Robert I. Soare
David Hilbert greatly influenced the foundations of mathematics
from 1900 to 1930. First, Hilbert wanted a finite consistency proof
for mathematics, beginning with arithmetic. Second, he proposed the
Entscheidungsproblem (decision problem), which was to find an
algorithm to decide whether a given statement in the language
of mathematics is valid. In 1931 Kurt
Gödel dramatically refuted the first program.
Turing and Alonzo Church (Turing's subsequent thesis adviser at Princeton) worked independently on the Entscheidungsproblem. Their approach was: (1) to find a precise mathematical definition for the computable functions; and (2) to demonstrate that every informally computable function was captured by the formal definition. Gödel doubted that this was even possible because "the notion of a finite computation is not defined, but serves as a heuristic principle." In 1934 and 1935 Church proposed two different solutions, but Gödel rejected both, even though the second was based on Gödel's own definition in 1934 of a recursive function. In constrast, Gödel immediately accepted Turing's 1936 analysis and wrote, "That this really is the correct definition of mechanical computability was established beyond any doubt by Turing."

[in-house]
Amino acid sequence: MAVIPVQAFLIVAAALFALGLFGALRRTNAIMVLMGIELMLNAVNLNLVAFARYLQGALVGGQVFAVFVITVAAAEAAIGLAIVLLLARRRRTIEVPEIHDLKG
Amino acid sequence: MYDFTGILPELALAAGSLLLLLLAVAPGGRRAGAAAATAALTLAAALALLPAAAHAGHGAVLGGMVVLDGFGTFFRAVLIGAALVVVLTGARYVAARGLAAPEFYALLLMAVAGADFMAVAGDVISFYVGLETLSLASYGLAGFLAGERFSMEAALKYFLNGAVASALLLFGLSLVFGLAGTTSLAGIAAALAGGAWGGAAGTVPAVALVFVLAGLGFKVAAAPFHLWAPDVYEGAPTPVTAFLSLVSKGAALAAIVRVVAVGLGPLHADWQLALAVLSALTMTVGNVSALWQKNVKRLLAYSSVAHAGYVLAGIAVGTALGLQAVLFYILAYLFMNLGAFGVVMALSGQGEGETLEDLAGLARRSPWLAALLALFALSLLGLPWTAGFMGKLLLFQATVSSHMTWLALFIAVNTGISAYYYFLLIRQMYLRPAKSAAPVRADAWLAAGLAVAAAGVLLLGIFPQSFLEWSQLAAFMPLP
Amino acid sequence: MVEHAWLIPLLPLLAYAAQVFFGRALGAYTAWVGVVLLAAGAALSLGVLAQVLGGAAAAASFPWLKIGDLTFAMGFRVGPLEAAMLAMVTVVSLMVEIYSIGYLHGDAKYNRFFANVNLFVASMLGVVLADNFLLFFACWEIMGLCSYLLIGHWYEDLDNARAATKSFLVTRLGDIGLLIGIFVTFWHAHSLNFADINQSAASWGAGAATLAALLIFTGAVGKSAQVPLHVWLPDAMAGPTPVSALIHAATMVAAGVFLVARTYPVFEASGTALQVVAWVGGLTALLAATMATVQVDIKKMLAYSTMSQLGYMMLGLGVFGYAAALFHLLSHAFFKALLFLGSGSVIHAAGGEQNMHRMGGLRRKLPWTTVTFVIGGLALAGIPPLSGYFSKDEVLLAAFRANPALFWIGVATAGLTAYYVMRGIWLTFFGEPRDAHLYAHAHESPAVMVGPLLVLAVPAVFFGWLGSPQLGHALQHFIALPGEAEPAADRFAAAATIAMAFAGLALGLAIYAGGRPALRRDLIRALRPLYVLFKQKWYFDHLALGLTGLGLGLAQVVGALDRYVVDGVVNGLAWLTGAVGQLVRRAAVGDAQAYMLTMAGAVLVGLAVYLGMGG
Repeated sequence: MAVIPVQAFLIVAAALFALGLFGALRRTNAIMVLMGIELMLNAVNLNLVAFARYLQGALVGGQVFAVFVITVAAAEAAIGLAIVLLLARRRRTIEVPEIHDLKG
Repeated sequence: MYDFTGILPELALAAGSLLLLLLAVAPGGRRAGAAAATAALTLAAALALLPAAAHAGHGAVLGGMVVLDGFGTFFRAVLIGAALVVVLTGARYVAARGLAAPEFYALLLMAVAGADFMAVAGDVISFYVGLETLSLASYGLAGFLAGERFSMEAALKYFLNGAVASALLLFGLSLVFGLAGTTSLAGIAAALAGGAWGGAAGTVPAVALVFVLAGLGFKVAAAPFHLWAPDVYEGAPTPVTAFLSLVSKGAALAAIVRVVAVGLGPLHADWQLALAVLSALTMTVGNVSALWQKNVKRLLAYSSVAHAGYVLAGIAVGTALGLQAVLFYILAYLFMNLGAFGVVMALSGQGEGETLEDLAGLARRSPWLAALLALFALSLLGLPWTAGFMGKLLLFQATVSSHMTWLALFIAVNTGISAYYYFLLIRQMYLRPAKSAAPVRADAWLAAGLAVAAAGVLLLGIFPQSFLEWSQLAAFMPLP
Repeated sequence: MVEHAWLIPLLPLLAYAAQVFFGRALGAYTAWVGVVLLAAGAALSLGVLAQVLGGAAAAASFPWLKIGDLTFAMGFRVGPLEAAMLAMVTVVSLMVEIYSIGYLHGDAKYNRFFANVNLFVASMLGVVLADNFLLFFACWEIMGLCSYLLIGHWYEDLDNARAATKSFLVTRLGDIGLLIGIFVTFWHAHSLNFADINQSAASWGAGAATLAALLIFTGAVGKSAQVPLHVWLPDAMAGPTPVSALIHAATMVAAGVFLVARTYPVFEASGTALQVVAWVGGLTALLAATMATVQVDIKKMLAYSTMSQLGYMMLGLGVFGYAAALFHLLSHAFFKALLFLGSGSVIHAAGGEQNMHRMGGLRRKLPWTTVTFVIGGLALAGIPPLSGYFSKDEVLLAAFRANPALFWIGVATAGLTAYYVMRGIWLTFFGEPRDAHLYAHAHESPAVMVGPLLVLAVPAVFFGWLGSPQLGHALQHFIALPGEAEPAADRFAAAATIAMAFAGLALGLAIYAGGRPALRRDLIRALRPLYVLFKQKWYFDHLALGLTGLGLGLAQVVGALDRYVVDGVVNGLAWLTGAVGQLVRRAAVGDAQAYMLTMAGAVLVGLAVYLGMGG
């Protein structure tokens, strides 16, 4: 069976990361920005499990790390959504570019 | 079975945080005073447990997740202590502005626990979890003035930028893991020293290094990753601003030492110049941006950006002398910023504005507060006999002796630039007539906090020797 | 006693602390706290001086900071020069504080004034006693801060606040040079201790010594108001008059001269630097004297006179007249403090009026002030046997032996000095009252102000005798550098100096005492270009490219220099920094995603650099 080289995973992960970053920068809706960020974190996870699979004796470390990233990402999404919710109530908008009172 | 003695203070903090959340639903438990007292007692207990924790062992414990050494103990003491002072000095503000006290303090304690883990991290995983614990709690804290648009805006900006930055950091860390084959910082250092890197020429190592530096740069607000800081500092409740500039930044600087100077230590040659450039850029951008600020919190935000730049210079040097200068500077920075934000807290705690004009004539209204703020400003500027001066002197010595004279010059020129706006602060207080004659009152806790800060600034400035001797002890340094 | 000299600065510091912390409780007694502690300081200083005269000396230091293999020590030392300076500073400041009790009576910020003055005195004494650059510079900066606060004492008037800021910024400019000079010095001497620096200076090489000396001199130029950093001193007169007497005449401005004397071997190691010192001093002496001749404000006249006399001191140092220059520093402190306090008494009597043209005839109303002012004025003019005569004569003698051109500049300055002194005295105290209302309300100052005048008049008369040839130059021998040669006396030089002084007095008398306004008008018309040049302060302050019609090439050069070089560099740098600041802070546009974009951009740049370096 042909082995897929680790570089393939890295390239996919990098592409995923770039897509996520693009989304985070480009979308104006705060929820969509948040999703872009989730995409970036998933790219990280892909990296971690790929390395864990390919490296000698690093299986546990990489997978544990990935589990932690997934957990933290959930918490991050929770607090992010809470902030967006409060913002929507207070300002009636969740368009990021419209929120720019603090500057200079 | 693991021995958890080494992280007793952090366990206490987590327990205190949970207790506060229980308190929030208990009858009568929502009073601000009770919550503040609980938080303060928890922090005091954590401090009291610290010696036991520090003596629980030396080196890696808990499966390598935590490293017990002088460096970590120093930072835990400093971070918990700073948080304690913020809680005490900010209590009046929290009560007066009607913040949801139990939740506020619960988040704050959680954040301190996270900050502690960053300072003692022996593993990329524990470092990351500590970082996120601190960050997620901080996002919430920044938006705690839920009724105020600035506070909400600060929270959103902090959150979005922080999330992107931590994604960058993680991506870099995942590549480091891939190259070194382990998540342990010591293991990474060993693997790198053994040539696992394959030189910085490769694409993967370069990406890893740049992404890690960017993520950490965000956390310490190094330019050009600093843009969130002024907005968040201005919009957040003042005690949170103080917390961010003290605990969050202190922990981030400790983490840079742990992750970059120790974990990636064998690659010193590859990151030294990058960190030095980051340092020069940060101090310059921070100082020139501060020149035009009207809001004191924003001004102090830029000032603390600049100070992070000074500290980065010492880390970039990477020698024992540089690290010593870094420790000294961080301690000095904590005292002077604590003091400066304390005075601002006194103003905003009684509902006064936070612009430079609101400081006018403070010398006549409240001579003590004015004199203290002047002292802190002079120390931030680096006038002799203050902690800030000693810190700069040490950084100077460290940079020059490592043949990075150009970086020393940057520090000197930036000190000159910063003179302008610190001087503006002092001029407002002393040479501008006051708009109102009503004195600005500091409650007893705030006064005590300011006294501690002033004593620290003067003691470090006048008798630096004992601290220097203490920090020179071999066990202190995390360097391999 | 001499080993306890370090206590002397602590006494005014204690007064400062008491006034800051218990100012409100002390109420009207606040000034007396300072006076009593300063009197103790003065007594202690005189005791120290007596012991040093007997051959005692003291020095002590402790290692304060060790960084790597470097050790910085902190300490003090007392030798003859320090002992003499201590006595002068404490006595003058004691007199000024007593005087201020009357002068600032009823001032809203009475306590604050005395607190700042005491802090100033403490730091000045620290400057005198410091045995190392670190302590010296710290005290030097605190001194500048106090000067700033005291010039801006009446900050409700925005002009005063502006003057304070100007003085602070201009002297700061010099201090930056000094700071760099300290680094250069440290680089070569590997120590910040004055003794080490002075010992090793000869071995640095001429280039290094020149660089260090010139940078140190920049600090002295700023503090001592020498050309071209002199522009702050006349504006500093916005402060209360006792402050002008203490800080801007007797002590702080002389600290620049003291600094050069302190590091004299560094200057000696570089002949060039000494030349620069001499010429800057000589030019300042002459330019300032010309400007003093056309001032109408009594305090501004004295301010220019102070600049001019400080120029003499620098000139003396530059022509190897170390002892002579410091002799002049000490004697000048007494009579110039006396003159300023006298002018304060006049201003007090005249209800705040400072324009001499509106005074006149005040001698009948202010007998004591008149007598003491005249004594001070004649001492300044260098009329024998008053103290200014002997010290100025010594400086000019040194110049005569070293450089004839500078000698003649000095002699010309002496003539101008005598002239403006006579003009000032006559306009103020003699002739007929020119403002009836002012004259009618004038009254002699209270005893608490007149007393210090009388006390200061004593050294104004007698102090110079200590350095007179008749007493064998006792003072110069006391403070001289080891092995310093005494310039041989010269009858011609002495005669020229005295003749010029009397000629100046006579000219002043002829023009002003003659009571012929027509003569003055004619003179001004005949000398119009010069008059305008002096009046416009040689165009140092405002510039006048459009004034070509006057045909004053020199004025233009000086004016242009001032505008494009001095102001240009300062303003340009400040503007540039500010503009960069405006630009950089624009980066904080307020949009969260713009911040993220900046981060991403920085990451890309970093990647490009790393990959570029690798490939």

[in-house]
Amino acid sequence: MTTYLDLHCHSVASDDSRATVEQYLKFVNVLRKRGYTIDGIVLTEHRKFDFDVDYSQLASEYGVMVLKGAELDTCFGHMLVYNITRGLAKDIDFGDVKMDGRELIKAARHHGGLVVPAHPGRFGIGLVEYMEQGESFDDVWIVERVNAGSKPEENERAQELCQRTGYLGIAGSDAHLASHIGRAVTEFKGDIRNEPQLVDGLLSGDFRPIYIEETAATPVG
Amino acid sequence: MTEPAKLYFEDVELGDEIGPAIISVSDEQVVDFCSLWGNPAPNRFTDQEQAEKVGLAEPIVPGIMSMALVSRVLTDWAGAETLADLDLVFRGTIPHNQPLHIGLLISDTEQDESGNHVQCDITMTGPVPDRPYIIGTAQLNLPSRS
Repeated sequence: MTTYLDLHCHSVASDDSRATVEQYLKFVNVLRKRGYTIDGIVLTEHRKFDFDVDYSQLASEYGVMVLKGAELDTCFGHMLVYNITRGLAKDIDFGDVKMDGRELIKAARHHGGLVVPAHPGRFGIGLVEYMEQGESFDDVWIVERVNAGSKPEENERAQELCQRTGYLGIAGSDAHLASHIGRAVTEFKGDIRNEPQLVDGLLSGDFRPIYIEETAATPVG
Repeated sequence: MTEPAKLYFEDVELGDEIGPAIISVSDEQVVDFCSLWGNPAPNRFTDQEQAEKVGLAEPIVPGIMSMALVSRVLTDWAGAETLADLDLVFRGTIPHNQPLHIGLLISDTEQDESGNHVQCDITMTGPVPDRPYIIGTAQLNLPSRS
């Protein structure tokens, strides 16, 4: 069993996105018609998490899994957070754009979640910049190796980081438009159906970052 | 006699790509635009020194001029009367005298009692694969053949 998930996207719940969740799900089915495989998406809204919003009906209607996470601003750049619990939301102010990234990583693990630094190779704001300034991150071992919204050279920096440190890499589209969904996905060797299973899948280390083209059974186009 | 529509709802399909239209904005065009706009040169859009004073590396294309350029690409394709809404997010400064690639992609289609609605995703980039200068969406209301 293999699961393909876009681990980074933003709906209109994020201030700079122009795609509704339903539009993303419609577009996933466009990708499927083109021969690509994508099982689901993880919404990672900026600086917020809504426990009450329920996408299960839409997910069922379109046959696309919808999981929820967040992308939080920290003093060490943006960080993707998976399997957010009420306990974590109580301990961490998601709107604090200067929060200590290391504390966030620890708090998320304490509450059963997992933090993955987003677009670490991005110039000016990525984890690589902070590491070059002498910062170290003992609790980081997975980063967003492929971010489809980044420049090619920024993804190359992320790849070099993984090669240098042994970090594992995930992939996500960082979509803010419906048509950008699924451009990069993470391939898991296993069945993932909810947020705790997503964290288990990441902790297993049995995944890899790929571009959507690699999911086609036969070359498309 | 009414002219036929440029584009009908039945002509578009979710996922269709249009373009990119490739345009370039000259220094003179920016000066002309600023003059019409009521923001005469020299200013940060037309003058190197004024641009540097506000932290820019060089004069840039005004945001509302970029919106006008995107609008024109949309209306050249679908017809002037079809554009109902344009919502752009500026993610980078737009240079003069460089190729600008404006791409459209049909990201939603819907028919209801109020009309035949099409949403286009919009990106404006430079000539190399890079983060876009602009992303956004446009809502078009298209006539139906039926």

By 1937, the three definitions of computable functions had been proved mathematically equivalent. In retrospect, Church got it right and got it first. Why should Church not get the credit? The problem, however, was not simply a mathematical one. Turing demonstrated extraordinary creative insight into the nature of computability. Like Michelangelo, Turing saw the figure in the marble more clearly than anyone else. Why Turing and not Church? The reply is, "Why Michelangelo and not Donatello?" This lecture will include slides of Renaissance art and a careful comparison to make this point.